The G.S.F.E. Cade is a great alternative for skaters who want to move at a pace that is conducive to Akron style skating…it serves the Akron well with its design, and the floor’s condition means that it will be a favorite for many for a long time to come.  Personally, while I like the floor, there are too many issues that prevent me and my wife from enjoying it more than just an occasional visit.  My home floor is Pla-Mor, and I look forward to it every week.

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4 thoughts on “Roller Skating Enthusiasm – Akron’s G.S.F.E. Cade

  1. Called because we were interested in going skating as a family. The person who answered the phone was vague. Is there family skating tonight? No, he replied. Is there skating at all tonight? No, he replied. Okay. I thought i may have called a residence or something. Sorry for bothering this business.


    1. It appears that the G.S.F.E. Cade no longer has a website. Their hours are listed on their Facebook page.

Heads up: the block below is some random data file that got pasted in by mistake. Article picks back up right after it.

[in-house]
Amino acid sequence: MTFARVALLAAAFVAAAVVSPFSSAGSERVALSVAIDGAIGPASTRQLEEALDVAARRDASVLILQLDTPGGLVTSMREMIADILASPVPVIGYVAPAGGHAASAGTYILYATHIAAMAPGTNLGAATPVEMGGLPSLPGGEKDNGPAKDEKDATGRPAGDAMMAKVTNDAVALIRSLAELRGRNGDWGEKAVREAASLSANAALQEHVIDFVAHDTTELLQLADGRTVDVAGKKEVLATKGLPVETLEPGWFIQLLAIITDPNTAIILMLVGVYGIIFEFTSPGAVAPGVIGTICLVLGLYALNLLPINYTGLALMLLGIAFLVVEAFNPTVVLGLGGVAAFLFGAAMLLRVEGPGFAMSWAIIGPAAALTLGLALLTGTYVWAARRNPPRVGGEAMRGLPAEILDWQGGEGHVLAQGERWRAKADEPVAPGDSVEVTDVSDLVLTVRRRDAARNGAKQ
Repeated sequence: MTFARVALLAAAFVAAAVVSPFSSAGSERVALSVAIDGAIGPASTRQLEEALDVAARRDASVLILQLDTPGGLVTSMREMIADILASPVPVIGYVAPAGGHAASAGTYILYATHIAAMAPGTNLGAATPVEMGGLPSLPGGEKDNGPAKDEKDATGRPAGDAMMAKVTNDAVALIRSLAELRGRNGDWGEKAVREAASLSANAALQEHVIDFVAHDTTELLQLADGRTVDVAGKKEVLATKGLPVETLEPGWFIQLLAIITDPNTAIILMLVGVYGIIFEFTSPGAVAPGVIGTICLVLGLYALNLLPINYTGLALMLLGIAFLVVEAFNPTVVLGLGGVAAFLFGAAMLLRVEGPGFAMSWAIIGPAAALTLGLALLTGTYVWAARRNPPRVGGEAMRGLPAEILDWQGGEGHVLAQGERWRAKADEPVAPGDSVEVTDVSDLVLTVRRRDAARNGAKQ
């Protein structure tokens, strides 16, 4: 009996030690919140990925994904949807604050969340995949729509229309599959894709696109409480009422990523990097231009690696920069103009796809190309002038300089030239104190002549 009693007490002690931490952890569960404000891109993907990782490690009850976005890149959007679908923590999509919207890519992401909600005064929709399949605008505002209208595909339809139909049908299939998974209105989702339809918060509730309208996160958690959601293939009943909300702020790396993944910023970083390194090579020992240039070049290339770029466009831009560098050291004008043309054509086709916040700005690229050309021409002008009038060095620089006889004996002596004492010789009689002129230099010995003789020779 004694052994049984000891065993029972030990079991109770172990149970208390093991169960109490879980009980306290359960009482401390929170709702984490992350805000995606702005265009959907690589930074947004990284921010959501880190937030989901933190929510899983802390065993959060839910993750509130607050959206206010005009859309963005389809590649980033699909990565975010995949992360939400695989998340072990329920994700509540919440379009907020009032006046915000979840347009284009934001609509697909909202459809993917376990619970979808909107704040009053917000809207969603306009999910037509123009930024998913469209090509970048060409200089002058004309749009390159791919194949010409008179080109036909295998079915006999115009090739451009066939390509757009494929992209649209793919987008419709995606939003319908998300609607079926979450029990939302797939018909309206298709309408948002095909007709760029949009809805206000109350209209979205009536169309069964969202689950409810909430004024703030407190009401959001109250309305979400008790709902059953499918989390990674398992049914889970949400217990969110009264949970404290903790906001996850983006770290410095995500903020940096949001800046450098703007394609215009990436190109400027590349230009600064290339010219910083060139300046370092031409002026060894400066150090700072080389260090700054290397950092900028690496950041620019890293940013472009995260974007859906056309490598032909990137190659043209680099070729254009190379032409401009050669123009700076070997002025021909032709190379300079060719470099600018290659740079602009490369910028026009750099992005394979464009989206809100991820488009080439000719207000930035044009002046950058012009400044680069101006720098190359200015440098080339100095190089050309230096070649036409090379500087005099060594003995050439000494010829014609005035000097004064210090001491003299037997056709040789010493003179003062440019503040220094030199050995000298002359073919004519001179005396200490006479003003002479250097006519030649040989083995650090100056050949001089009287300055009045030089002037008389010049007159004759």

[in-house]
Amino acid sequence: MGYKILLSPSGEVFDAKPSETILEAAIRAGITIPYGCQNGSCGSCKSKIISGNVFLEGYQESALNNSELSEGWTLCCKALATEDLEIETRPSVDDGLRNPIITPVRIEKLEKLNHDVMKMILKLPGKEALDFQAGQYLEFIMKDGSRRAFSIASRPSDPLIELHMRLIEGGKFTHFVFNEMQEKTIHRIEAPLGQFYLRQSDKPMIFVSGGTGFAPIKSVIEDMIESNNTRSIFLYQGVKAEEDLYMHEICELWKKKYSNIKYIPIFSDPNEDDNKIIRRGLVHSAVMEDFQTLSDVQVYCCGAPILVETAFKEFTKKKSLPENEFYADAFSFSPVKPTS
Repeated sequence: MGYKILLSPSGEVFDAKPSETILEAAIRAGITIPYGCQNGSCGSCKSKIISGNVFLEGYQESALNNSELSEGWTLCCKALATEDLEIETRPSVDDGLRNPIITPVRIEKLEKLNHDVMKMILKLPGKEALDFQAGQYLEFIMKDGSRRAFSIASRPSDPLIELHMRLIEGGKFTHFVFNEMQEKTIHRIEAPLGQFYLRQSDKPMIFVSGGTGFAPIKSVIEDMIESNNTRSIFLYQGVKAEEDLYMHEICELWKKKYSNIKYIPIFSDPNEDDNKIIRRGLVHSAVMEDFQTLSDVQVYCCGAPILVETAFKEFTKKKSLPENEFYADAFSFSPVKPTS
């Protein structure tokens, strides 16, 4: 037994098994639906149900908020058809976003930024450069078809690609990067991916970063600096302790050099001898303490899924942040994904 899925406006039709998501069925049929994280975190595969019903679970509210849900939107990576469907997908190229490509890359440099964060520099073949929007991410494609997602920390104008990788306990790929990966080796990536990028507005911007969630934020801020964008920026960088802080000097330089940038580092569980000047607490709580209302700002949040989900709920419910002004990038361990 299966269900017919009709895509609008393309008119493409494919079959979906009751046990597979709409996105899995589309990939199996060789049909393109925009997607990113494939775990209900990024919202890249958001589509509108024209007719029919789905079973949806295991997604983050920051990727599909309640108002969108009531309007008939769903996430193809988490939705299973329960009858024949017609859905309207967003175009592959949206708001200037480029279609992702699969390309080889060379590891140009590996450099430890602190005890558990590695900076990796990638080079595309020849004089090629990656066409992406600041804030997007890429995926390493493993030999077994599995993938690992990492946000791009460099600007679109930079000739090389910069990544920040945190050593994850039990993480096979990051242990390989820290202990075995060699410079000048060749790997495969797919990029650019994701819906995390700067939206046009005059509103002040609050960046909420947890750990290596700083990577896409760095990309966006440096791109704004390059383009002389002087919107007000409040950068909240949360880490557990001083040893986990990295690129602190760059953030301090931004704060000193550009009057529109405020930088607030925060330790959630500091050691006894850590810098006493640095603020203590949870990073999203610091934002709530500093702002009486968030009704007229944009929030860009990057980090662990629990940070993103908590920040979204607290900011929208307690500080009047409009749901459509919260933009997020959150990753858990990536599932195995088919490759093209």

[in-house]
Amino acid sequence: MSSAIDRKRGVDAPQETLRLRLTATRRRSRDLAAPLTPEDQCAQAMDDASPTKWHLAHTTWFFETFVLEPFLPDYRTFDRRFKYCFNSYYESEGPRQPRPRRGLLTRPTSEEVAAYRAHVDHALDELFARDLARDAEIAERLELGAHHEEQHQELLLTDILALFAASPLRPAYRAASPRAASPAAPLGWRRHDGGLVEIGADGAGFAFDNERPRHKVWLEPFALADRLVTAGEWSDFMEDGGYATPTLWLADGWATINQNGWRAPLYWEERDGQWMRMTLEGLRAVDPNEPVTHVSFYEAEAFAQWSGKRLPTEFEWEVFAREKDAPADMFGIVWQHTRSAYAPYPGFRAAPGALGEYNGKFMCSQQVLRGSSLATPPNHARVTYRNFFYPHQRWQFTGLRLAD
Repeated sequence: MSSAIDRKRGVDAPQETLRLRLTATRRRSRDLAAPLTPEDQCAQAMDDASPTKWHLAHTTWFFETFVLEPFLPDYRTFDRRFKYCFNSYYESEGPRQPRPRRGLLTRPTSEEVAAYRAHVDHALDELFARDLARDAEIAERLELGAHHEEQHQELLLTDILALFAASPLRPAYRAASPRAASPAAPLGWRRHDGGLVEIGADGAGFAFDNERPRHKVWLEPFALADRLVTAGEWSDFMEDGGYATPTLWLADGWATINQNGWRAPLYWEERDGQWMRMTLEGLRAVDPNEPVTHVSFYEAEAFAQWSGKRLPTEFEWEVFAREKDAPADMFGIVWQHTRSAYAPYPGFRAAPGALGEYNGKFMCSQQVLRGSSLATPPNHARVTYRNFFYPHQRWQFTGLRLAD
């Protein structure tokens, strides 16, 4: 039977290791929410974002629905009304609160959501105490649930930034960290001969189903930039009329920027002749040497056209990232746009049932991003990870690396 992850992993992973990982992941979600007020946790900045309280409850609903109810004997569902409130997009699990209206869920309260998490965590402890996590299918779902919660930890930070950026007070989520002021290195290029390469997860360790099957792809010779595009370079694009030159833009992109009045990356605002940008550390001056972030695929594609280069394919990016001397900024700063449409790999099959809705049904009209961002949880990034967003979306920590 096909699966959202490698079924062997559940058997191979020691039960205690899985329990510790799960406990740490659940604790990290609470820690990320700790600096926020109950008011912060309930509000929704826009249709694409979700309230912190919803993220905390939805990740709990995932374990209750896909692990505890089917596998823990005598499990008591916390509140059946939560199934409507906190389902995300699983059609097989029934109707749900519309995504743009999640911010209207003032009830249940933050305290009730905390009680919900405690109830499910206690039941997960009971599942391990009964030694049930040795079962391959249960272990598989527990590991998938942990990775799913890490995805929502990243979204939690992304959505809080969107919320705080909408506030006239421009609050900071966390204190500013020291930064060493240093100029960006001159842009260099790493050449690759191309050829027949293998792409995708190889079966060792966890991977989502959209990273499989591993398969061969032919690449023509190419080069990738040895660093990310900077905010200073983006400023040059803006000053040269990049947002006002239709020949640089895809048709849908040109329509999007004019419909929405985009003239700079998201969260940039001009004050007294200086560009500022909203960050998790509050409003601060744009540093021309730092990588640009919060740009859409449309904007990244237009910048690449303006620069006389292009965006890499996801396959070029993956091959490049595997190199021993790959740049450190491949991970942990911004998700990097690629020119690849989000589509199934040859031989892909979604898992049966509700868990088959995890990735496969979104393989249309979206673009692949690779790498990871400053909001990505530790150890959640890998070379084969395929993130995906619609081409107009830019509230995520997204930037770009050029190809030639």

2. I skated out of rollercade way back in the late 1950s AMD early 60s
    Pat Bark was our coach
    At one time I was fourth in USA. In figure skating. Would like to know if anyone from that era is still around. I skatedwith my partner Gale Saunders in senior dance and we did quite good.. or 956 334 8934.
    Orson Kelley in Laredo Texas.

    Liked by 1 person

    1. Wow! Thank you for writing and sharing. Hopefully someone you know may see this and reach out to you. Blessings to you and yours!